Loan default prediction is important to financial institutions, which can use credit scoring to distinguish customer default or not. In developing countries, many P2P lending borrowers lack credit history data, making it difficult to predict whether the borrower will default or not. Financial institutions need a more robust method for credit scoring. Modern society is highly interconnected, and social network data can show the credit status of borrowers. Mobile phones are accessible to almost everyone and hold a lot of social network information. This paper extracted social network data from mobile phones to predict borrowers’ behavior. The empirical results show the social network variables extracted from mobile phones could be used to improve loan prediction accuracy. The research enhances our understanding of the social network. The platform can also obtain a better judgment of the credit risk of the borrower, improve the industry’s ability to resist risks, and facilitate the smooth development of the P2P lending industry.
However, some limitations are worth noting. We did not collect other social network data, such as the frequency of calls, whether they are incoming or outgoing and the strength of social network ties. This limits the research regarding the role of social networks in personal credit risk assessment. In the future, other offline social network data may be collected and used for credit scoring.

Author Contributions

Data curation, B.N.; funding acquisition, J.R.; methodology, B.N.; writing—original draft, B.N.; writing—review and editing, J.R. and X.L.


This work is supported by the Young Scientists Fund of the National Natural Science Foundation of China (No. 71603259) and the Beijing Social Science Found (No. 19GLA002).

Conflicts of Interest

The authors declare no conflicts of interest. The funders had no role in the design of the study; in the collection, analyses, or interpretation of data; in the writing of the manuscript, or in the decision to publish the results.


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Figure 1. Variable importance of the random forest model.
Figure 1. Variable importance of the random forest model.
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Figure 2. Variable importance of the AdaBoost model.
Figure 2. Variable importance of the AdaBoost model.
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Figure 3. Variable importance of the LightGBM model.
Figure 3. Variable importance of the LightGBM model.
Information 10 00397 g003
Table 1. Features used in the analysis.
Table 1. Features used in the analysis.
Age21–69 years
Gender{male (0.63), female (0.37)}
Marriage{married (0.73), unmarried (0.15), divorced (0.07), widow (0.05)}
Children{have (0.31), don’t have (0.69)}
Family{Number of family members the borrower has: 1 (0.22), 2 (0.50), 3 (0.18), 4 (0.09), 5 or above (0.01)}
Education{Junior high school or below (0.76), senior high school (0.03), bachelor/junior college or above (0.21)}
IncomeThe annual income of the borrower
Car{yes (0.33), no (0.67)}
Income_typeIncome type, six types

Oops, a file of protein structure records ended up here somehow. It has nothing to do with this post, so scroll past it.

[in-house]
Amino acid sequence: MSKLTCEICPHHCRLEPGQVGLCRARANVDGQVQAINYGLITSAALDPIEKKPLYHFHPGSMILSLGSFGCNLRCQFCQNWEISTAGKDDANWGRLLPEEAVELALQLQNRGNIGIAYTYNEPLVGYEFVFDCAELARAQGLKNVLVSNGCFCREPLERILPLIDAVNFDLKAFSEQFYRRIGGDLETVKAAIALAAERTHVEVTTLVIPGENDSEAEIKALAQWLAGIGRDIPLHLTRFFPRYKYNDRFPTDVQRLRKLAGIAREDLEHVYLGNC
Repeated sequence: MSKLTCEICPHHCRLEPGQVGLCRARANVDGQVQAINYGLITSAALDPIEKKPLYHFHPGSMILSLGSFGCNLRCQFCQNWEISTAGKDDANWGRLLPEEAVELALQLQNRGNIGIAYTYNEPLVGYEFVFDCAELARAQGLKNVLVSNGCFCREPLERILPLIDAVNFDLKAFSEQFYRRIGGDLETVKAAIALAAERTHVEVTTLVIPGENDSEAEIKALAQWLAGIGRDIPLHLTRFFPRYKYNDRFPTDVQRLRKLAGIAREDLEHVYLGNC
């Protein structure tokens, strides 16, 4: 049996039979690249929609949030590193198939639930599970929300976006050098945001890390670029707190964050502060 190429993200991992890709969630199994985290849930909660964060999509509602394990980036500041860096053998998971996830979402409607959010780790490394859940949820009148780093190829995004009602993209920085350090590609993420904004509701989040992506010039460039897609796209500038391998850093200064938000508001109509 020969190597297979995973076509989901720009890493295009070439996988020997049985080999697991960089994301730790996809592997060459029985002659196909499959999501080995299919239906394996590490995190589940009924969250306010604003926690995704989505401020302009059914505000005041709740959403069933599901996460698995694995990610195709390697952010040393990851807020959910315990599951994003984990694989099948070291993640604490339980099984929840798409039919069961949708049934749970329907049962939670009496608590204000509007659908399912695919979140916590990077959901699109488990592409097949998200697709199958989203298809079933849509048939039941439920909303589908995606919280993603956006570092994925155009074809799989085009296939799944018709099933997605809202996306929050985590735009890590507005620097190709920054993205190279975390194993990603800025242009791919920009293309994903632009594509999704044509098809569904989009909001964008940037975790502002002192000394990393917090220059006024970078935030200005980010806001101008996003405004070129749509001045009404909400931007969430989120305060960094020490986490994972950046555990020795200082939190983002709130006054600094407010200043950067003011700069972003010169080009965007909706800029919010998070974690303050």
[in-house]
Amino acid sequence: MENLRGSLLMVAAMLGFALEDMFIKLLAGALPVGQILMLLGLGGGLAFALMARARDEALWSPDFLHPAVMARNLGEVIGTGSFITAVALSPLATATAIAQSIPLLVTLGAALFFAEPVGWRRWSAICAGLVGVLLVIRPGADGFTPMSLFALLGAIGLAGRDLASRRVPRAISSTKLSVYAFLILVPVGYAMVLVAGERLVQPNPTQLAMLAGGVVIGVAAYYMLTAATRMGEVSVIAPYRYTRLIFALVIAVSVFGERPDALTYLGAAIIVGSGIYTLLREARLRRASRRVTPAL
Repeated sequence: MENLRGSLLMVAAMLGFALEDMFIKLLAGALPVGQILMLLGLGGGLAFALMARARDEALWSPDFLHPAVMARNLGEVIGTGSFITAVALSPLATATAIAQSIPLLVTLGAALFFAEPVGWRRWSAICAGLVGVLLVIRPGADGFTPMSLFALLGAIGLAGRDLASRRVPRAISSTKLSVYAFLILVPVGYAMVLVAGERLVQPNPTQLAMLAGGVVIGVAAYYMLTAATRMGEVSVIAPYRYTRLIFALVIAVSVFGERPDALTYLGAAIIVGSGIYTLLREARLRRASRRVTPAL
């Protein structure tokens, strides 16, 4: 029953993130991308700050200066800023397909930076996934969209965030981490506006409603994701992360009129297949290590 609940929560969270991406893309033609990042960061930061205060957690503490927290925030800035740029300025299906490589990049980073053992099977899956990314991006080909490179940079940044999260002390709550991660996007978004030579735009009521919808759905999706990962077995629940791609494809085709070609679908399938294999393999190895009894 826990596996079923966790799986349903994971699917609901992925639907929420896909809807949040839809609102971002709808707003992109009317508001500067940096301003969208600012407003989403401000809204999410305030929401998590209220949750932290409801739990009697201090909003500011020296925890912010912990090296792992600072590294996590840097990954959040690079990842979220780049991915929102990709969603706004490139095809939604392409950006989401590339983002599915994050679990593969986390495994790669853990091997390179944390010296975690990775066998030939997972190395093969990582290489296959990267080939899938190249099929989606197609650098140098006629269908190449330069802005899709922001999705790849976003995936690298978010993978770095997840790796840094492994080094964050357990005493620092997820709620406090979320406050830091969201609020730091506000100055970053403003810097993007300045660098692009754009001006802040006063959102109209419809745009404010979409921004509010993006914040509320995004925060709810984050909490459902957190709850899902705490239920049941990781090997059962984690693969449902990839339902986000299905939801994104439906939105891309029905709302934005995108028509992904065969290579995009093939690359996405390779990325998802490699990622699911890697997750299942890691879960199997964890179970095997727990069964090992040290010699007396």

House{own (0.88), parent’s house (0.06), rent (0.06),}
Work_days0–16,061 days
Registration_timeNumbers of minutes before the application the borrower started registration in this platform
Document_changeNumbers of minutes before the application the borrower changed his/her document
JobtitleJob title, five types
AmountLoan amount
RateLoan rate
Period8–45 months
TimeWhen the borrower applies for a loan during the day
Social_stability{1 year or below (0.32), 1–3 years (0.31), >3 years (0.37)}
Social_exposure{1 (0.12), 2 (0.56), 3 (0.21), 4 (0.11)}
Social_quality{0 (0.87), 1 (0.10), 2 or above (0.03)}
Table 2. Exploratory analysis of variables from the social network.
Table 2. Exploratory analysis of variables from the social network.
Default (N = 9025)Non-Default (N = 12011)p-Value
Table 3. Results of the logistic regression model.
Table 3. Results of the logistic regression model.
VariableModel 1Model 2
Age−0.2550 ***(0.020)−0.2212 ***(0.021)
Gender−0.3797 ***(0.033)−0.3802 ***(0.033)
Education−0.2233 ***(0.016)−0.2193 ***(0.016)
Car−0.1296 ***(0.016)−0.1238 ***(0.016)
House−0.0328 **(0.015)−0.0367 **(0.015)
Work_days−0.1448 ***(0.017)−0.1470 ***(0.017)
Registration_time−0.1054 ***(0.016)−0.1007 ***(0.016)
Document_change−0.1466 ***(0.015)−0.1369 ***(0.015)
Jobtitle−0.0476 ***(0.017)−0.0473 ***(0.017)
Rate0.1986 ***(0.015)0.2114 ***(0.015)
Period0.0559 ***(0.021)−0.0631 ***(0.021)
Time−0.0560 ***(0.015)−0.0604 ***(0.015)
Social_stability--−0.1287 ***(0.015)
Social_exposure--0.1162 ***(0.017)
Social_quality--0.1020 ***(0.014)
Notes: ***p < 0.01; **p < 0.05. Since the dummy variables are large and are not statistically significant, the coefficient results are not listed.
Table 4. Discrimination performance of three credit scoring models.
Table 4. Discrimination performance of three credit scoring models.
Random ForestAdaBoostLightGBM
Not contain63.57%0.6740.63563.91%0.6810.64265.50%0.6920.649
Table 5. The nonparametric test results.
Table 5. The nonparametric test results.
Do Not ContainContainp-Value
Random Forest0.674

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Niu, B.; Ren, J.; Li, X. Credit Scoring Using Machine Learning by Combing Social Network Information: Evidence from Peer-to-Peer Lending. Information 2019, 10, 397.

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Niu B, Ren J, Li X. Credit Scoring Using Machine Learning by Combing Social Network Information: Evidence from Peer-to-Peer Lending. Information. 2019; 10(12):397.

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Niu, Beibei, Jinzheng Ren, and Xiaotao Li. 2019. "Credit Scoring Using Machine Learning by Combing Social Network Information: Evidence from Peer-to-Peer Lending" Information 10, no. 12: 397.